Experience joy-filled technical writing with LaTeX, Vim, and Git

technical writing
software development
Prepare papers and talks like you create software!

Gregory M. Kapfhammer



If you are like me, then you may enjoy writing in a notebook with a fountain pen — if you have not tried writing this way, then borrow someone’s fountain pen and try it. As much as I may like taking notes and brainstorming with a fountain pen, I spend a substantial amount of time preparing technical papers and presentations in LaTeX with the Vim text editor — a task I also find to be challenging and rewarding. Thankfully, some tools can aid your writing process!

If you write with Vim and LaTeX and you would like to improve your writing experience, then please consider using the vimtex plugin as it supports wonderful features like the completion of BibTeX references, continuous compilation with latexmk, and forward and reverse searching for either the Zathura or MuPDF PDF viewers. Are you interested in learning more about how I configured these plugins? Please study the source code of my .vimrc that is available in the GitHub repository gkapfham/dotfiles.

Yes, it is possible to use these tools to create nicely formatted and correct papers. As an example of a paper, please consider reading (McMinn, Kapfhammer, and Wright 2016) , the source code of which is also in a GitHub repository at gkapfham/ast2016-paper. An example of a presentation that my collaborators and I prepared in LaTeX is for the paper (Kinneer et al. 2015) , which is available in the GitHub repository gkapfham/seke2015-presentation. There’s something else that is really nice about making your papers and presentations in LaTeX — you can release their source code on GitHub to share with others an “instruction manual” that explains, in a step-by-step fashion, exactly how to produce a document like yours!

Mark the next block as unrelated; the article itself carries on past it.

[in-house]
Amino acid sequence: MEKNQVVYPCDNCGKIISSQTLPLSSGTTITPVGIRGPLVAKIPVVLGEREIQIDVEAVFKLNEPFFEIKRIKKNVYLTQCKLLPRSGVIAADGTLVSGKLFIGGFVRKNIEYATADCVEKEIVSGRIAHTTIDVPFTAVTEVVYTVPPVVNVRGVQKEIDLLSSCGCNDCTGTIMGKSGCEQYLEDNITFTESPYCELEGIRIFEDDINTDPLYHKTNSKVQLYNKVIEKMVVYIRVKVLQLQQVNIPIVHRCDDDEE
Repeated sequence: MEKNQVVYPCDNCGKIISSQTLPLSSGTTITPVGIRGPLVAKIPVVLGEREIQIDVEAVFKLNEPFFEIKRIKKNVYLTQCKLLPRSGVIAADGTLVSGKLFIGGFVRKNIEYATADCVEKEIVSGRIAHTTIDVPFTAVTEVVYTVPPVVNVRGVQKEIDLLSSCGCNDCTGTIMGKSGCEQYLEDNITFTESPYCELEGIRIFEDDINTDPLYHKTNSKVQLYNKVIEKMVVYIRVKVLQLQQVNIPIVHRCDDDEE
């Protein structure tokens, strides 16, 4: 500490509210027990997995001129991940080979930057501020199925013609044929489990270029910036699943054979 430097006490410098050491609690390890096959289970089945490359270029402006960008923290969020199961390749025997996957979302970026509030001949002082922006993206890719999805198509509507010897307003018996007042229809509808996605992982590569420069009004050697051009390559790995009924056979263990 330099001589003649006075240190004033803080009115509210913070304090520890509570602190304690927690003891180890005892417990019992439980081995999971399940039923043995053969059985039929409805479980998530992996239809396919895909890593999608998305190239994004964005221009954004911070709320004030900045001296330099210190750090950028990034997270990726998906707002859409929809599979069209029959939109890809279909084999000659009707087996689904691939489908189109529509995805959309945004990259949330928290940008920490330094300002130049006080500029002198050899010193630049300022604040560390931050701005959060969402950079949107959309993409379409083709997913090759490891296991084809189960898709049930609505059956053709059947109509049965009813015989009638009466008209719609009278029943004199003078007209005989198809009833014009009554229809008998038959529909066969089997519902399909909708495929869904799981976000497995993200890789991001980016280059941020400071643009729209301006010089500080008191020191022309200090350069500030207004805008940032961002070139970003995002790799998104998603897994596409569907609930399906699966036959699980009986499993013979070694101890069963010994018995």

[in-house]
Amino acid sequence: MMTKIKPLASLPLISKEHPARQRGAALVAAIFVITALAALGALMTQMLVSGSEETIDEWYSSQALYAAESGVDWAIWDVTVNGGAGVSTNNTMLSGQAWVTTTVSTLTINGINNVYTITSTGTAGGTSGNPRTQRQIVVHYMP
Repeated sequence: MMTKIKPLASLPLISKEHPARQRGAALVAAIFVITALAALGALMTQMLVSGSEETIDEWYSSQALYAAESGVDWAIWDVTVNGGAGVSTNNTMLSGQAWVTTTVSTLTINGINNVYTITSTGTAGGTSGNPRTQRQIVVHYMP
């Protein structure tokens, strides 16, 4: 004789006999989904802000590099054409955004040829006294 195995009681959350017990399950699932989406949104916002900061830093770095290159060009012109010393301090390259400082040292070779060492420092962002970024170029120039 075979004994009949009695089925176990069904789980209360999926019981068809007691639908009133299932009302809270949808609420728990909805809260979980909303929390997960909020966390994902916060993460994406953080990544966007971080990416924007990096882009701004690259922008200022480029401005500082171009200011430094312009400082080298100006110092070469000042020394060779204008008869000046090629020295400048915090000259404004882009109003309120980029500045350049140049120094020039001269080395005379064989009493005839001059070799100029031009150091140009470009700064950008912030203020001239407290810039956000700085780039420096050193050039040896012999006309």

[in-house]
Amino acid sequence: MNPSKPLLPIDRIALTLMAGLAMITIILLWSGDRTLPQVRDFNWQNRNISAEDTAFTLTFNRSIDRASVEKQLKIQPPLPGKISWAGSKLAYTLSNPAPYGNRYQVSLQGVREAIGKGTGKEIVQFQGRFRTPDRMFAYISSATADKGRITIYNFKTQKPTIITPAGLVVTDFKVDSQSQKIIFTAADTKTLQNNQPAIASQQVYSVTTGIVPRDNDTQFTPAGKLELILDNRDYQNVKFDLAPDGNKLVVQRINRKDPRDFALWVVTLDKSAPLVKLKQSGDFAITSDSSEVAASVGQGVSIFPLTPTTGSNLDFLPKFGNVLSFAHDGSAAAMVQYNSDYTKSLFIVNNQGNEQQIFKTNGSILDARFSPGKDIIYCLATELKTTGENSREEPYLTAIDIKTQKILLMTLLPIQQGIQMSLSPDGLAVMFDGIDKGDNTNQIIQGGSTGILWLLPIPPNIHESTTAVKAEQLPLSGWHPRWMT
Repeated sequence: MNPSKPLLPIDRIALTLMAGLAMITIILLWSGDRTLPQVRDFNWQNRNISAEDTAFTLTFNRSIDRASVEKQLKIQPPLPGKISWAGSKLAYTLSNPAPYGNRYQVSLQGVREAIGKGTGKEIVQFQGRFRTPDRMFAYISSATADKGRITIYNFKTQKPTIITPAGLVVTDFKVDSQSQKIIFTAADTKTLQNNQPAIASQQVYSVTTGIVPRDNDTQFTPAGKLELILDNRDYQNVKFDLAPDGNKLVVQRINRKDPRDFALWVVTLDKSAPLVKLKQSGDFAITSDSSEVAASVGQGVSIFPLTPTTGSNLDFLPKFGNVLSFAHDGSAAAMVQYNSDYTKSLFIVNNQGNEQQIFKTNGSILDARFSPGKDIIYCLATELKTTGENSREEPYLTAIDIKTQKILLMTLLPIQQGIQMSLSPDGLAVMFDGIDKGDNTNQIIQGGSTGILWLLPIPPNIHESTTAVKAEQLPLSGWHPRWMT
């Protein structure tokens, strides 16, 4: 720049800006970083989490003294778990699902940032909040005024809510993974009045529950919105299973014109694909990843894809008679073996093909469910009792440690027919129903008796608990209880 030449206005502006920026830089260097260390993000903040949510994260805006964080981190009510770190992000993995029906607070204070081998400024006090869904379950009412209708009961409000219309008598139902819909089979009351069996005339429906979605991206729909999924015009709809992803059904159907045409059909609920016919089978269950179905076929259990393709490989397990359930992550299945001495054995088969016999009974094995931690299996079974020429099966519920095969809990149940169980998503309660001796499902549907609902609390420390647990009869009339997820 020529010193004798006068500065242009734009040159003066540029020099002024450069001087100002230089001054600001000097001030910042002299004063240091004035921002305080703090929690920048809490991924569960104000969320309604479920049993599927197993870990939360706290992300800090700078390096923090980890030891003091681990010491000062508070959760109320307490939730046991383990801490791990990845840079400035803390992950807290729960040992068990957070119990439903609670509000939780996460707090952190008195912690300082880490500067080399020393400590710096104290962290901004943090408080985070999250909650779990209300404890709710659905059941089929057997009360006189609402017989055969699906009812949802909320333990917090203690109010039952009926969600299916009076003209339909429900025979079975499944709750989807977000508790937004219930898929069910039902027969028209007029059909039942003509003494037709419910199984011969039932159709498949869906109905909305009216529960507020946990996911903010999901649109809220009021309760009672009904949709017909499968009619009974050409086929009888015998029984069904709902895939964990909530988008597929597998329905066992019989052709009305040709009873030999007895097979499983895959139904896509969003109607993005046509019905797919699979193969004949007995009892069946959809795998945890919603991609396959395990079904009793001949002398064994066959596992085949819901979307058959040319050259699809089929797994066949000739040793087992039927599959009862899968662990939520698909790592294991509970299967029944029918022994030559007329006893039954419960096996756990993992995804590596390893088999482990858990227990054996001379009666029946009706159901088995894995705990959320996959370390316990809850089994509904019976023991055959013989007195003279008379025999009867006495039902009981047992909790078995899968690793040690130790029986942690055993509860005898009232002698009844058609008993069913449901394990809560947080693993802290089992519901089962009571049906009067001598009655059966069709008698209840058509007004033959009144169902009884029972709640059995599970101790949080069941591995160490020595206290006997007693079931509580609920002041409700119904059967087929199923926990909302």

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Status Update

Since this blog post was written, I continue to use LaTeX to prepare research articles. However, I now use Neovim instead of Vim! With that said, you can still check out the configuration files in gkapfham/dotfiles to learn more about my current setup. Finally, instead of using LaTeX to create presentations, I now normally use Neovim to create Markdown, CSS, HTML, and JavaScript files.

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Kinneer, Cody, Gregory M. Kapfhammer, Chris J. Wright, and Phil McMinn. 2015. “Automatically Evaluating the Efficiency of Search-Based Test Data Generation for Relational Database Schemas.” In Proceedings of the 27th International Conference on Software Engineering and Knowledge Engineering.
McMinn, Phil, Gregory M. Kapfhammer, and Chris J. Wright. 2016. “Virtual Mutation Analysis of Relational Database Schemas.” In Proceedings of the 11th International Workshop on Automation of Software Test.